I was listening to The Nerdist podcast this weekend, Chris Hardwick had Jen Kirkman on and they were talking about customer service. Evidently Jen Kirkman LOVES customer service as much as I love good follow up. They had a great conversation about customer service with some great points, take a listen if you’re in customer service. There were a few points worth repeating…
Here’s the deal – you don’t always know how someone feels, so don’t lie. Hardwick mentioned how he had a device malfunction and then break and he was being charged for it by his service provider. When he called to get it taken care of the customer service rep said “oh man, I totally understand, I’ve been there.” Really? Please don’t lie.
Good customer service is about being a real person. YES relate to the customer, but don’t make something up. “Wow, I’ve never heard that one before” is OK to say – “let’s find a manager and get this figured out because I know none of these questions I’m supposed to ask you are going to do anything and will only make you angrier.” WHY don’t companies empower their employees to do this?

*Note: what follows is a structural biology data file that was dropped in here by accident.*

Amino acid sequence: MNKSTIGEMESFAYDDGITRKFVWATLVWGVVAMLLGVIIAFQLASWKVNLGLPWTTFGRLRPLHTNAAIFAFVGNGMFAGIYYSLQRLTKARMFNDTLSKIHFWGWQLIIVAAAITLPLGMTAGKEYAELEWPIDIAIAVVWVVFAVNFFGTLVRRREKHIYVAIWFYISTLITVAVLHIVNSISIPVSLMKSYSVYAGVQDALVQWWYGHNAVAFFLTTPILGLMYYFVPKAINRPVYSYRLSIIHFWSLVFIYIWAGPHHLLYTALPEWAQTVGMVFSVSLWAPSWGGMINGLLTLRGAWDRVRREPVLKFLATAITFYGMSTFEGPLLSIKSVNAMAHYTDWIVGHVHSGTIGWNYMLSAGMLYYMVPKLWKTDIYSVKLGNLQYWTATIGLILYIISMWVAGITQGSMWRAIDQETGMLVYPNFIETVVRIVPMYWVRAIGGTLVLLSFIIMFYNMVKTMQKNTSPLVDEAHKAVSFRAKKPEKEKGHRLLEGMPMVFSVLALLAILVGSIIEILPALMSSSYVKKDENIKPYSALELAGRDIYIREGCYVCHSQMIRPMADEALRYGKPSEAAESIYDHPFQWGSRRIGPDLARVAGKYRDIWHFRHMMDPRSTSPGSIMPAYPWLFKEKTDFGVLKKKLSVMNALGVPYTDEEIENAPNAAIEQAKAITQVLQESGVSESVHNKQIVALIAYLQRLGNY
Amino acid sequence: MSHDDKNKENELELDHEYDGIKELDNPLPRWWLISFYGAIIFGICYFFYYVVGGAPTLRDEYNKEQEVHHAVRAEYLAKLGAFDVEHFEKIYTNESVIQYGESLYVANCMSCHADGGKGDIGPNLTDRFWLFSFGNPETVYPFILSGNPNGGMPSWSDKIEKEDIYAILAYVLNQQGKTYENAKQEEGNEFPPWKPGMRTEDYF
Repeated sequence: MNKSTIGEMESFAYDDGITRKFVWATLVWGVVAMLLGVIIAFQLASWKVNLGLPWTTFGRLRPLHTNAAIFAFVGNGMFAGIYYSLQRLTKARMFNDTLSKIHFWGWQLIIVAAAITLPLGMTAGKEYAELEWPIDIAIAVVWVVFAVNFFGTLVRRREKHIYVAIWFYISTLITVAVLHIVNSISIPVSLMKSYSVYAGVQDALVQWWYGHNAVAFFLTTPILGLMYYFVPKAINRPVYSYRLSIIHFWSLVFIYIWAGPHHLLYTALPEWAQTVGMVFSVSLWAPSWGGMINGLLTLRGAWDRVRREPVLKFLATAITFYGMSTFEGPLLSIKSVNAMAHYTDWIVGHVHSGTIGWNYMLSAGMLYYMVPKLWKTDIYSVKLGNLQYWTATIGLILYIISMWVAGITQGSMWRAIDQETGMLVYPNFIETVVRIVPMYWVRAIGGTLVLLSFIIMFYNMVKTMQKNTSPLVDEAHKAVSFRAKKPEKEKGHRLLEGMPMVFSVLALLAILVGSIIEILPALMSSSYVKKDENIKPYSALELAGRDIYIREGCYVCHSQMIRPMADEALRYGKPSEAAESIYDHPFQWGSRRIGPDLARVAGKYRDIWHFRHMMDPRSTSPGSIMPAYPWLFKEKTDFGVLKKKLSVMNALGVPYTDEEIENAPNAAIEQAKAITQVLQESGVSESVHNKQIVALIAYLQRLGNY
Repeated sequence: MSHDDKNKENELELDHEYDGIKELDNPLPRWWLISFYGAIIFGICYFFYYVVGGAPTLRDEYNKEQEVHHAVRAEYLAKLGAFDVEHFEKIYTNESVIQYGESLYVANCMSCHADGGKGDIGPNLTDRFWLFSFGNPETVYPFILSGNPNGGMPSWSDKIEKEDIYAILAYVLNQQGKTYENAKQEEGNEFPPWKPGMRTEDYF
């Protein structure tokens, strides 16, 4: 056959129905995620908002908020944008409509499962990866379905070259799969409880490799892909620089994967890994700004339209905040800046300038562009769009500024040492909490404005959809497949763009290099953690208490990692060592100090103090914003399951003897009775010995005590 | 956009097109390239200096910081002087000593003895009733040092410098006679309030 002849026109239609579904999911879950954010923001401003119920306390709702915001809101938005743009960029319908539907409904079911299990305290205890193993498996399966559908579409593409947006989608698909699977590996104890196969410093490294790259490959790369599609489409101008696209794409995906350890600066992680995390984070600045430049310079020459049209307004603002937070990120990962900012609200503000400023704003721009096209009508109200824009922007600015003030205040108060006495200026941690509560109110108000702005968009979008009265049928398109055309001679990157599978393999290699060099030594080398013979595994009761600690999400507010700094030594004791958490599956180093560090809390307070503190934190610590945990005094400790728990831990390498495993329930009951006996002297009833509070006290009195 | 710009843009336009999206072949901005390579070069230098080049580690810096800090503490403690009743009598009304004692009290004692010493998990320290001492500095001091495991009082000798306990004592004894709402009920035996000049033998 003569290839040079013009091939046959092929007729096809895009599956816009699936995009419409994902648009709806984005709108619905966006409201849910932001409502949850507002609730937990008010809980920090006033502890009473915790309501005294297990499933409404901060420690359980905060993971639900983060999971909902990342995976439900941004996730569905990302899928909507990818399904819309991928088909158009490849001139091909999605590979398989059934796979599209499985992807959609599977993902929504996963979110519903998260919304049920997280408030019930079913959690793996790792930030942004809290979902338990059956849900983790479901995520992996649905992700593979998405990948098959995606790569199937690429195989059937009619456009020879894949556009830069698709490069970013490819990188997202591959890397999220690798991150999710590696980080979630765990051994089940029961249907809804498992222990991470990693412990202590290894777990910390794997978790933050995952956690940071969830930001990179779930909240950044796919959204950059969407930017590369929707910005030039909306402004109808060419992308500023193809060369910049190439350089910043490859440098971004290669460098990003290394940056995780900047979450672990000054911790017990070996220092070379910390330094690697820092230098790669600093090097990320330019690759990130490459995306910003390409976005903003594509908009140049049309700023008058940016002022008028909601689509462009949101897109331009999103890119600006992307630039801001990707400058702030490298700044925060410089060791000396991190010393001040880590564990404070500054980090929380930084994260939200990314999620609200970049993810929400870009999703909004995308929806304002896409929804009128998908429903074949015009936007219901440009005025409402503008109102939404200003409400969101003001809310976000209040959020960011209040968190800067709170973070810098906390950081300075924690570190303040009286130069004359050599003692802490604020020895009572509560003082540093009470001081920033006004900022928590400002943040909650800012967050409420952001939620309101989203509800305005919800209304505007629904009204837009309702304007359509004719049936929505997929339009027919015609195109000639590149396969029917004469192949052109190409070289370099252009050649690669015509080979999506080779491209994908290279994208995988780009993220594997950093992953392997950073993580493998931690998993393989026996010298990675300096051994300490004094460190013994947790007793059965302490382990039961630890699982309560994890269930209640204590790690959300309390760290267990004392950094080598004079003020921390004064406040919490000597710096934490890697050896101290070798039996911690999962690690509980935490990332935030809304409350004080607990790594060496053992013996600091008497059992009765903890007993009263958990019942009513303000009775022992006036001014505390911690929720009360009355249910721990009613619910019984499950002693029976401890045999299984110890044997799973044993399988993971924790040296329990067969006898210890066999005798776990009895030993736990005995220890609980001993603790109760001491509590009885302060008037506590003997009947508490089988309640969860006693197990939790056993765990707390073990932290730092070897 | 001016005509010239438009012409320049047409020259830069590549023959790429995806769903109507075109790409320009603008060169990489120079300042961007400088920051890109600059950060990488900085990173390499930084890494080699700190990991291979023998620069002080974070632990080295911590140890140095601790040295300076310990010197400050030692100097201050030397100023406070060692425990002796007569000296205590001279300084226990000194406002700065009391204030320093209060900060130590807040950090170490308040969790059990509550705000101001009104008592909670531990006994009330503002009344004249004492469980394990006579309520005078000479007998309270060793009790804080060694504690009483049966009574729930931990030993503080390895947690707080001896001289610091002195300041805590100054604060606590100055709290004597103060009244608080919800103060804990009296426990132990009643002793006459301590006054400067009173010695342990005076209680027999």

No one says anything nice about Comcast, except my dad. He believes he’s found the secret – he goes to the store. He walks in, he gets helped faster than if he was on the phone, AND the real human in front of him is always competent and has the power to fix any issues he’s having. This has happened ZERO times for me on the phone with Comcast. WHY?
Your front desk admin, your call center, your help desk team: Give them the power to be a real person, to acknowledge and be honest when they don’t have the answer. Don’t put me on hold for 10 minutes while you Google the solution, I did that you idiot. Tell me you need to research it and when it’s figured out you’ll call me back. (And obviously then call me back!). Educate and train your team so that they do have the answer, and they can help and really think instead of just following a script that leads to angry customers.